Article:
Here you go. Master these 9 simple steps and you are good to go!
Why Spark & why should you go for it?
Apache Spark is one of the most active projects of Apache with more than 1000 committers working on it to improve its efficiency and stability.
Spark gives ease for the developers to develop applications. Spark offers its API’s in different languages like Java, Scala, Python, and R.
Apache spark is an Unfired framework! No need of going to any other external tool for processing the data. It is capable of handling multiple workloads at the same time.
In the above picture, you can see the complete technology stack of workloads that spark can handle. Spark can run SQL on it, streaming applications have been developed elegantly, has inbuilt machine learning library, Graph computation can also be done on the same engine.
Spark is faster! You no need to wait for longer times for the completion of jobs. It process data In-Memory because of its In-Memory processing primitives Apache Spark is 10-100X times faster than other big data frameworks like Hadoop.
Step 1: Understanding Apache Spark Architecture
Spark is an open-source distributed framework having a very simple architecture with only two nodes i.e., Master node and Worker nodes. Here is the architecture of Spark.
Spark Master contains the SparkContext which executes the Driver program and the Worker nodes contain the Executor which executes the tasks. As Spark is a distributed framework, data is stored across the worker nodes.
In the worker nodes, there is something called task where the actual execution happens. In the distributed computing, computing of a job is split up into different stages each stage is called as a task. Each JVM inside the worker machine executes each task. Similarly, in the Spark architecture also Worker node contains the executor which carries out these tasks. Here in spark, there is something extra called cache here comes the concept of In-Memory. As explained earlier Spark computes data In-Memory each worker node will be having cache memory(RAM) spark executes the tasks inside the cache memory rather than executing the task from the disk this particular feature makes Spark 10-100x faster.
In the middle there comes the cluster manager. Cluster manager is used to handle the nodes present in the cluster. Storing the data in the nodes and scheduling the jobs across the nodes everything is done by the cluster managers. Spark gives ease in these cluster managers also. Spark can run on 3 types of cluster managers. Spark can run on YARN (Native Hadoop cluster manager), can run on Apache MESOS, has its own cluster manager as well. Spark can use any of these three as its cluster manager. Spark can run in local mode too.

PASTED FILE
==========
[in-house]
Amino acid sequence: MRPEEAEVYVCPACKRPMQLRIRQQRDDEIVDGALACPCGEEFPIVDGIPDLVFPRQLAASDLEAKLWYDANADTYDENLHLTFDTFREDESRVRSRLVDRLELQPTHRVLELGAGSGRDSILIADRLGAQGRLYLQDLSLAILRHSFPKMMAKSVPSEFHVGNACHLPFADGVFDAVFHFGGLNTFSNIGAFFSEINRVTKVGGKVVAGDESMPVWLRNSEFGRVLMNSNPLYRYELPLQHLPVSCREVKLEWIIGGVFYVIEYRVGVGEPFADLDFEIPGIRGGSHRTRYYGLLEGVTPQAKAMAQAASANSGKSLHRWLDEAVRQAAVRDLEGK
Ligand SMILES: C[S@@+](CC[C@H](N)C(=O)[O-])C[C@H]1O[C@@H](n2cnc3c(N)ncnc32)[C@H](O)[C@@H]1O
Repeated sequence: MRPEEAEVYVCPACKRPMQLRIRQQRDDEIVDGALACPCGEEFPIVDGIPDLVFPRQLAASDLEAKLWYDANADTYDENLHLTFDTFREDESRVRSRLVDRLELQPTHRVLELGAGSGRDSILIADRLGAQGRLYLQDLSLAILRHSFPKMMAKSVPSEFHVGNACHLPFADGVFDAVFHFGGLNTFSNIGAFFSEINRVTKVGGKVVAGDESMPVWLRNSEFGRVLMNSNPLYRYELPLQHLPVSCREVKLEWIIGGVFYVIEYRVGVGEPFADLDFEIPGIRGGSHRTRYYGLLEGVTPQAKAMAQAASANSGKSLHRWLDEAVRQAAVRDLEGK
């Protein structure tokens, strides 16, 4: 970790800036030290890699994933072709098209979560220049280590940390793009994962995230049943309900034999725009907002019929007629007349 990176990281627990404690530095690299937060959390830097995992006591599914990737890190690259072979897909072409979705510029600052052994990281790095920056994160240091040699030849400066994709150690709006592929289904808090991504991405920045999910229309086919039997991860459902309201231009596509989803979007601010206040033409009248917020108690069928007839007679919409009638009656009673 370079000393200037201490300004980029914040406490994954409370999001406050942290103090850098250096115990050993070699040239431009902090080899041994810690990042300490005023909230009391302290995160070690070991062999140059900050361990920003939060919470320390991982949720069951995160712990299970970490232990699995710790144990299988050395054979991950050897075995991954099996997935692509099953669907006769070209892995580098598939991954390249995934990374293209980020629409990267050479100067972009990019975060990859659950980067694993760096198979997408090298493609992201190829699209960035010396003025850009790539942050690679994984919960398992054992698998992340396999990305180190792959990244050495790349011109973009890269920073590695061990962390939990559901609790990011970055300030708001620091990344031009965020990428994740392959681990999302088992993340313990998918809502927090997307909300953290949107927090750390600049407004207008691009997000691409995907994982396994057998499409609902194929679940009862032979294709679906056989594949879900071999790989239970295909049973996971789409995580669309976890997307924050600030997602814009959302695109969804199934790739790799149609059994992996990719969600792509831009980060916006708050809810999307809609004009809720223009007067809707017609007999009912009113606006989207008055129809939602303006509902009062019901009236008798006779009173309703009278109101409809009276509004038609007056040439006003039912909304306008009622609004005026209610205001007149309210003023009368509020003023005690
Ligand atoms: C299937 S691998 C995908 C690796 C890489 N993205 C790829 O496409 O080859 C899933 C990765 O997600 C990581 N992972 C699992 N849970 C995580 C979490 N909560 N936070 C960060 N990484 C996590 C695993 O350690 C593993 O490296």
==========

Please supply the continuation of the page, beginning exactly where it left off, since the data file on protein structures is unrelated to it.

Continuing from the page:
Step 2: Get hold of the Programming Language to develop spark applications
As explained earlier, Spark offers its API’s in different languages like Java, Scala, Python & R so programmers have their own choice to select the language to develop Spark applications. But here is something interesting for you!
Spark framework is primarily written in Scala (Both scripting and OOPS language) so most of the API functions in Spark looks similar syntactically as in Scala. So if you opt for Scala to develop your Spark applications it will be easier for you.
Spark applications are somewhat difficult to develop in Java when compared to other programming languages.
Python is also very good for developing Spark applications but not up to the production level.
Even SQL developers can work on Spark by running Sql queries using SparkSql.
Step 3: Understanding Apache Spark’s key terms
Spark’s architectural terms are the keywords that are to be known.
A cluster is a collection of machines connected to each other. Spark can also be installed in the cloud. Among these inter-connected machines one will be Spark-Master also serves as a cluster manager in a standalone cluster and one Spark driver.
Spark master is the major node which schedules and monitors the jobs that are scheduled to the Workers. In a standalone cluster, this Spark master acts as a cluster manager also. Depending on the cluster mode, Spark master acts as a resource manager who will be the decision maker for executing the tasks inside the executors.
Spark workers receive commands from the Spark master. Depending on the instructions from the master workers executes the tasks. Workers contain the executors to executes the tasks. Generally, a worker job is to launch its executors.
An executor is the key term present inside a worker which executes the tasks. Executor allocates the resources that are required to execute a task. The executor can be treated as the JVM space with some allocated cores and memory to execute the tasks.
Spark driver will be the co-ordinator soon it receives the information from the Spark master. Spark driver evenly distributes the tasks to the executors and it also receives information back from the workers.
SparkContext can be termed as the master of your Spark application. SparkContext allows the Spark driver to access the cluster through resource manager. The resource manager can be any of the cluster manager like YARN, MESOS or Spark’s cluster manager as well. SparkContext allows many functions like Getting current configuration of the cluster for running or deploying the application, setting the new configuration, creating objects, scheduling jobs, canceling jobs and many more.
SQLContext & HiveContext
SparkSql engine offers this SQLContext to execute SQL queries. HiveContext is the superset of SQL engine of Spark where you can run both Hive queries and SQL queries.
Spark applications can be deployed in many ways and these are as follows:
Local: Here the Spark driver, worker, and executors run on the same JVM.
Standalone: Here Spark driver can run on any node of the cluster and the workers and executors will be having their own JVM space to execute the tasks.
YARN client: Here Spark driver runs on a separate client but not in the YARN cluster and the workers are the Node managers and the Executors are the Node manager’s containers.